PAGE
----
Following the break for Easter we are now looking at two contrasting views of the media and how it mediates information about what is happening both locally and internationally. Firstly there is a Marxist analysis, which focuses on ownership of media and the accompanying power to portray events in a way that is beneficial to the interests of media proprietors. Many Marxists would see this portrayal as forming part of a hegemonic relationship between the owners of media corporations and the consuming public in which the latter passively consent to the ideas being put to them as individuals not wishing to step outside the norms of what is culturally acceptable in a culture that is defined by the capitalist mode of production. Contrasted with this class-based, historically determinist view of media ownership, production and distribution is a liberal pluralist model that sees the media as made up of many different elements that merely reflect the many different views within society, although a sophisticated liberal pluralist analysis would acknowledge the symbiotic relationship between media producers and their audience.
Politics as an arena of struggle for power and how that struggle is represented in the media comes particularly into focus in this phase of our studies. Industrial disputes as a highly visible manifestation of societal conflict, although not as highly politicised as in previous decades, are also worth examining in terms of how they are reported in mainstream and other media. Marxists in particular would see the reporting of industrial disputes by media owned by wealthy capitalists as biased against workers and favourable to management or employers. Glasgow University Media Group (GUMG) has carried out research on industrial disputes in Britain, in particular the Miners’ Strike of 1984-85, and claims to have found a bias against the striking miners. This is not to say that GUMG is a Marxist group, but their findings would certainly confirm the views of Marxists regarding media coverage of industrial disputes. Others, including Alistair Hetherington, have looked at media coverage of events such as the Miners’ Strike and have not found the bias alleged by Marxists and other critics.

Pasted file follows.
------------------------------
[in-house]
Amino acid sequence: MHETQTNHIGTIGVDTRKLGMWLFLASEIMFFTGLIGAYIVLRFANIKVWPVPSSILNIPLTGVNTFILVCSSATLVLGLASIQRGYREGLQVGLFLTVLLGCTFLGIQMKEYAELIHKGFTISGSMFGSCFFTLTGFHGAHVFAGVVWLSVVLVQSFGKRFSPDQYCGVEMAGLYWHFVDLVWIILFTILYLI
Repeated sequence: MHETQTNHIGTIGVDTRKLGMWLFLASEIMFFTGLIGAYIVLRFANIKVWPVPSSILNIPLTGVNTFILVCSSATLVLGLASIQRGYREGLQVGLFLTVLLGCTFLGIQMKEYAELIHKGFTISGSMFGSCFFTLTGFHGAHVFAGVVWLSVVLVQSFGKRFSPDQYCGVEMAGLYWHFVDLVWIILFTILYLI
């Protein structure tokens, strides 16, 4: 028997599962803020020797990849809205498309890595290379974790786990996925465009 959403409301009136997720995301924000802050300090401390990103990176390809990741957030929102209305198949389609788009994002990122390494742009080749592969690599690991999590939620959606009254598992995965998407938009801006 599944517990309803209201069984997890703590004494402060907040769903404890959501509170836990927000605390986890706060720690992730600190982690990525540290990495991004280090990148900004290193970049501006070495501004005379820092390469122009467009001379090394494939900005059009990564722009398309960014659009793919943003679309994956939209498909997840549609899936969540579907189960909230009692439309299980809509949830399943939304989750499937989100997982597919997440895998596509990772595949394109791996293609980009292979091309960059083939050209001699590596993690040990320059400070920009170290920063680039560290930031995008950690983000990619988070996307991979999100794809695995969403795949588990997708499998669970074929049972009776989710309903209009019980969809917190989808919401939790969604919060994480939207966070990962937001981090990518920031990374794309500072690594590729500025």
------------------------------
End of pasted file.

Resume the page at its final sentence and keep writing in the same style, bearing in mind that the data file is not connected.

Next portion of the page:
In terms of party politics, in Britain at least, support for either Conservative or Labour contenders for office, has been blatant and obvious at times. Rupert Murdoch’s Sun newspaper famously had a front page headline asking the last person to leave Britain to turn out the lights as a clear sign of their disapproval of Neil Kinnock and his Labour Party as a prospective Prime Minister and party of government respectively. Another Murdoch tabloid, the Daily Mirror, published a front page headline urging a vote for Labour at a subsequent election. This may reflect a desire on the part of the owner of these newspapers to influence the outcome of an election or it may be a matter of choosing a likely winner and gaining influence before they are actually elected. Either way the practice poses serious questions for any democratic society and how power is exercised therein.
However the implicit or explicit criticism of Marxists regarding the power wielded by capitalist owners of media is not some sort of value-free, empirical analysis by disengaged academics. Marxists view themselves as articulating the interests of the ‘working class’ in a perceived struggle between that class and a powerful capitalist class. Many Marxists, whether employed in academia or not, don’t just analyse power relations but seek power and influence for themselves and others they see as being in the vanguard of a workers’ struggle against capital. When they have come to power, from the former Soviet Union to China to Cambodia, their regimes have often been marked by mass murder and slave labour. They have also almost invariably placed far greater control on the media than is in place in non-Marxist societies.
Although we have never had a Marxist government here in Ireland we do have the experience of a small group of Marxists gaining a huge amount of influence within the national broadcaster, RTE, at a time when the country was convulsed by conflict and the reporting of that conflict was done in a way that reflected the highly partisan views of that small clique of ideologues. Although I wouldn’t be a great admirer of Vincent Browne’s style of broadcast journalism, he has written incisively and damningly of how the views of members or supporters of the former Workers’ Party came to hold disproportionate influence in the current affairs department of the national broadcaster at a time when factual reporting would probably have served us better than ideologically-driven anti-nationalist bias http://politico.ie/politics/4442-eoghan-harris-and-the-workers-party.html . We will never know whether the protracted conflict in the North might have been brought to an earlier conclusion in the absence of Section 31 censorship or Marxist propagandists at RTE but the truth is usually a better healer that distortion and marginalisation.